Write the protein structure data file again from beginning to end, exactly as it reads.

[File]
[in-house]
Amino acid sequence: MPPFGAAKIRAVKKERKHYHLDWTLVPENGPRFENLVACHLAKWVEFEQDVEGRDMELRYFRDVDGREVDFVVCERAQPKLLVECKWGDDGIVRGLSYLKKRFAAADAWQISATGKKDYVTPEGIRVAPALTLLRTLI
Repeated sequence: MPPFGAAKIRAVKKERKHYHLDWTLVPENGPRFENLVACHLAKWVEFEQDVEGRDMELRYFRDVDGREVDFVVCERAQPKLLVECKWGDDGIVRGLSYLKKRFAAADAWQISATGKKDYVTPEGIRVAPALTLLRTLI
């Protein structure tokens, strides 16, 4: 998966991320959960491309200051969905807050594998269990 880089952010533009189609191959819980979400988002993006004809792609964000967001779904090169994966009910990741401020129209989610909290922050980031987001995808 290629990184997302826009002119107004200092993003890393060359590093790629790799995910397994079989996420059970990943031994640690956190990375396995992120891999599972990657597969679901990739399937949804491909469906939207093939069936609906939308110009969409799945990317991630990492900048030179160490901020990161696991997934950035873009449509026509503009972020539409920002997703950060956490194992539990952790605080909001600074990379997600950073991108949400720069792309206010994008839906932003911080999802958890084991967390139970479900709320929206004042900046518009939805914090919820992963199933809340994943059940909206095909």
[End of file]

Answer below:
[in-house]
Amino acid sequence: MPPFGAAKIRAVKKERKHYHLDWTLVPENGPRFENLVACHLAKWVEFEQDVEGRDMELRYFRDVDGREVDFVVCERAQPKLLVECKWGDDGIVRGLSYLKKRFAAADAWQISATGKKDYVTPEGIRVAPALTLLRTLI
Repeated sequence: MPPFGAAKIRAVKKERKHYHLDWTLVPENGPRFENLVACHLAKWVEFEQDVEGRDMELRYFRDVDGREVDFVVCERAQPKLLVECKWGDDGIVRGLSYLKKRFAAADAWQISATGKKDYVTPEGIRVAPALTLLRTLI
């Protein structure tokens, strides 16, 4: 998966991320959960491309200051969905807050594998269990 880089952010533009189609191959819980979400988002993006004809792609964000967001779904090169994966009910990741401020129209989610909290922050980031987001995808 290629990184997302826009002119107004200092993003890393060359590093790629790799995910397994079989996420059970990943031994640690956190990375396995992120891999599972990657597969679901990739399937949804491909469906939207093939069936609906939308110009969409799945990317991630990492900048030179160490901020990161696991997934950035873009449509026509503009972020539409920002997703950060956490194992539990952790605080909001600074990379997600950073991108949400720069792309206010994008839906932003911080999802958890084991967390139970479900709320929206004042900046518009939805914090919820992963199933809340994943059940909206095909």